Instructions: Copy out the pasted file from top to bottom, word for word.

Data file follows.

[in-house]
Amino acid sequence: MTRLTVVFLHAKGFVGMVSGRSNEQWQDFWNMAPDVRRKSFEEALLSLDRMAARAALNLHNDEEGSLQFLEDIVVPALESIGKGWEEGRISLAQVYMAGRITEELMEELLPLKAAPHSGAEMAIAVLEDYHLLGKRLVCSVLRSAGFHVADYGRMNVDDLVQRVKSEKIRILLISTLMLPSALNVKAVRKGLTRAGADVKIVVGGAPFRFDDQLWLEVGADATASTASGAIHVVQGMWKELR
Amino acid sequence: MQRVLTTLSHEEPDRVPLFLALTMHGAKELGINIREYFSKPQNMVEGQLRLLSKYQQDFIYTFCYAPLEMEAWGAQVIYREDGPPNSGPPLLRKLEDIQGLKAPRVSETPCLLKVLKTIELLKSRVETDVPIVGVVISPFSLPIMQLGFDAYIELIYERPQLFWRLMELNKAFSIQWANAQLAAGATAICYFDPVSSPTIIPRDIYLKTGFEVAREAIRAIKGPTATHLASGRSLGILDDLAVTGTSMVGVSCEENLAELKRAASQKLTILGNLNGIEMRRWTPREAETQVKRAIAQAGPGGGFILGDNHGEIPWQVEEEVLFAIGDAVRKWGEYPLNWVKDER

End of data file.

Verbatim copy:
[in-house]
Amino acid sequence: MTRLTVVFLHAKGFVGMVSGRSNEQWQDFWNMAPDVRRKSFEEALLSLDRMAARAALNLHNDEEGSLQFLEDIVVPALESIGKGWEEGRISLAQVYMAGRITEELMEELLPLKAAPHSGAEMAIAVLEDYHLLGKRLVCSVLRSAGFHVADYGRMNVDDLVQRVKSEKIRILLISTLMLPSALNVKAVRKGLTRAGADVKIVVGGAPFRFDDQLWLEVGADATASTASGAIHVVQGMWKELR
Amino acid sequence: MQRVLTTLSHEEPDRVPLFLALTMHGAKELGINIREYFSKPQNMVEGQLRLLSKYQQDFIYTFCYAPLEMEAWGAQVIYREDGPPNSGPPLLRKLEDIQGLKAPRVSETPCLLKVLKTIELLKSRVETDVPIVGVVISPFSLPIMQLGFDAYIELIYERPQLFWRLMELNKAFSIQWANAQLAAGATAICYFDPVSSPTIIPRDIYLKTGFEVAREAIRAIKGPTATHLASGRSLGILDDLAVTGTSMVGVSCEENLAELKRAASQKLTILGNLNGIEMRRWTPREAETQVKRAIAQAGPGGGFILGDNHGEIPWQVEEEVLFAIGDAVRKWGEYPLNWVKDER